Scientific approach und goals
The most important feature of the nervous system is its ability to adapt. Newborn organisms have to process information and derive appropriate actions to improve their conditions to develop. Although most prominent in early development, adaptations are required in all stages of life. The environment constantly changes and even mature organisms have to adapt to altered contingencies to maximize their chance of survival. If the ability to change is lost the consequences are detrimental for the organism.
The most important of these adaptations occur within the nervous system and can be observed at multiple levels. At the molecular and cellular level, adaptive processes accompanying learning, memory and development lead to changes in the expression of a variety of macromolecules, including synaptic proteins and ion channels. At the next spatial scale changes in network activity including oscillatory activity can be observed. Finally, at the ensemble level, changes in activation patterns across multiple brain regions emerge and lead to changes in the micro- or macroarchitecture.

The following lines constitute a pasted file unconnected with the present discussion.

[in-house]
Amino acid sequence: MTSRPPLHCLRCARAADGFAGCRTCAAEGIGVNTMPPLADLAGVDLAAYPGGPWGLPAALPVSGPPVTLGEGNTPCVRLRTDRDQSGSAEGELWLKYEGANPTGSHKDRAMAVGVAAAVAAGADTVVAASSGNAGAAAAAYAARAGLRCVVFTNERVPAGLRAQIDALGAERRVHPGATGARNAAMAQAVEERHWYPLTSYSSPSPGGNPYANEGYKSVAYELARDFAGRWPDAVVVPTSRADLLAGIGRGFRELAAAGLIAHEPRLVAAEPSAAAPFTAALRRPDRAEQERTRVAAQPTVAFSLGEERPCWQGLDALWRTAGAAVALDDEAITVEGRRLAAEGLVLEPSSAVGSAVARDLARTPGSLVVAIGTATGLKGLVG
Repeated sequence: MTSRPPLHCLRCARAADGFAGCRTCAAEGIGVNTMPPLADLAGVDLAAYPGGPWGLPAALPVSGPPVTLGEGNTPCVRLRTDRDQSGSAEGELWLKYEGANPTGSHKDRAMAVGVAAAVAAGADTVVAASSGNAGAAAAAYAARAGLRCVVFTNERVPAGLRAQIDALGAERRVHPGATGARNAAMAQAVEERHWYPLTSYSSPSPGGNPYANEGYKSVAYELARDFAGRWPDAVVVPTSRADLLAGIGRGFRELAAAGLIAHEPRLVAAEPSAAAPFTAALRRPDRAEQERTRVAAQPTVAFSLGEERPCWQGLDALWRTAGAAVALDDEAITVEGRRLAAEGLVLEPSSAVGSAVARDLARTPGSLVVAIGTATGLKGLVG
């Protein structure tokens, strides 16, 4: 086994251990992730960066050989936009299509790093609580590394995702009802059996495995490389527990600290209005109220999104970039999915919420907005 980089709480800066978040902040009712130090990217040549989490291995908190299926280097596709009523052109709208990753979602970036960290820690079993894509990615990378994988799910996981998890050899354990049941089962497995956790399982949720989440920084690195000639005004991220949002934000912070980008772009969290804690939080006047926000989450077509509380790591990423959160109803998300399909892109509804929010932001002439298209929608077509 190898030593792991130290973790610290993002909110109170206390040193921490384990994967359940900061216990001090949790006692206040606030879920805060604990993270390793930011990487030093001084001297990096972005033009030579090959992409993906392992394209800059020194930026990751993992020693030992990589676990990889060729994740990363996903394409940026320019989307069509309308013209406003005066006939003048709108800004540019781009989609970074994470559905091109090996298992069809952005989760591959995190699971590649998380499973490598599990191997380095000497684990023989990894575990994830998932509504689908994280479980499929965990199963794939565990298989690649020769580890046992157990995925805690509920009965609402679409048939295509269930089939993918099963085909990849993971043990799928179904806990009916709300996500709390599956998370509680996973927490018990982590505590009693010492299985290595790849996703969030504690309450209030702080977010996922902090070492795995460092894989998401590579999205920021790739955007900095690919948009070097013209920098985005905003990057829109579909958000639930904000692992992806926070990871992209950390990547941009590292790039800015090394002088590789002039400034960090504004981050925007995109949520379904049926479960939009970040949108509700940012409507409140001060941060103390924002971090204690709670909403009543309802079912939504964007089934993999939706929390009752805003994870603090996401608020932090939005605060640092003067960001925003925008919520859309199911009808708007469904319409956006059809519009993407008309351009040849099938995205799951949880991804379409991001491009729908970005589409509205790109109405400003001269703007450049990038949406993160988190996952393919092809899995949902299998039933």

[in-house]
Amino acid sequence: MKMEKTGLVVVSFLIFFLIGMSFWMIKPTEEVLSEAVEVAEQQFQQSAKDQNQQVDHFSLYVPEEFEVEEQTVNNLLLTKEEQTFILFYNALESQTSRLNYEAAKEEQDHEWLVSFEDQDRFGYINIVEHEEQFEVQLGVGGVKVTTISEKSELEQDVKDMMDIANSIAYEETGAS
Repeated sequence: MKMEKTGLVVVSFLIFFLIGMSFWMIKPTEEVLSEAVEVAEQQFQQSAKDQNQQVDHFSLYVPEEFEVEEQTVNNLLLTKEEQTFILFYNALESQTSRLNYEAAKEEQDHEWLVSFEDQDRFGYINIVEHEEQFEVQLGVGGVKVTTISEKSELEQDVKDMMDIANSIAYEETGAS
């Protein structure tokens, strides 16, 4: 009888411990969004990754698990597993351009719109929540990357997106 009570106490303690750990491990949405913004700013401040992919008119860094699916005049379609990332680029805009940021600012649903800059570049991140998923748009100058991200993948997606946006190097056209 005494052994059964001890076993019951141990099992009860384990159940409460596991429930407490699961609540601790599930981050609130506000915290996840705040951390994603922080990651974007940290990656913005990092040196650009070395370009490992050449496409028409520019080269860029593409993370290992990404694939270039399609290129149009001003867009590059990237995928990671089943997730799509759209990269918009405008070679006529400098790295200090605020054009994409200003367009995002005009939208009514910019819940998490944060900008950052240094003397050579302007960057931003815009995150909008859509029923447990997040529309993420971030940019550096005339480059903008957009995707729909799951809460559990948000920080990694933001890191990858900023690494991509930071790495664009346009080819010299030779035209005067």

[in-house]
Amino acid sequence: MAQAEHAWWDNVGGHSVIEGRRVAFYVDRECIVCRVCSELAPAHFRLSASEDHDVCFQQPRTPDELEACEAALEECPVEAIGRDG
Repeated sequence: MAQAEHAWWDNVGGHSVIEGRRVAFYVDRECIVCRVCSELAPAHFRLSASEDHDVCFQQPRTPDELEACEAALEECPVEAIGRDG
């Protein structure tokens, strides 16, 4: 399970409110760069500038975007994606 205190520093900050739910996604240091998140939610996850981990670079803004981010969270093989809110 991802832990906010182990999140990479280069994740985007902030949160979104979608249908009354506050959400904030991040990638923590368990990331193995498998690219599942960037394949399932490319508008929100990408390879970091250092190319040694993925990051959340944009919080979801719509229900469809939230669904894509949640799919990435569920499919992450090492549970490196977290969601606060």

The neuroscience of learning and memory has witnessed a quantum leap of novel insights starting from the properties of molecules to cell and mouse models, from long-term potentiation (LTP) in slice cultures to hippocampal firing patterns during memory formation, and to cortical activation patterns during learning in humans as observed with neuroimaging. There is strong evidence that functional recovery from neurological disorders like stroke or head injury depends critically on the adaptive capacity of the brain. In addition, there is now a firm body of knowledge at all spatial scales about the pathomechanisms leading to neurodegenerative disease and the mechanisms of impaired adaptive capacity in disorders such as Alzheimer’s disease (AD) or related diseases such as Tauopathies or prion diseases. Learning and memory consolidation and ensuing synapse formation are in equilibrium with synapse degeneration, and neurodegeneration is caused by an imbalance in this system. Thus, understanding learning and memory will provide valuable information for understanding the pathophysiology of dementia and vice versa. Only recently have scientists begun to integrate cellular events linked to neurodegeneration to results obtained from studies investigating network activity.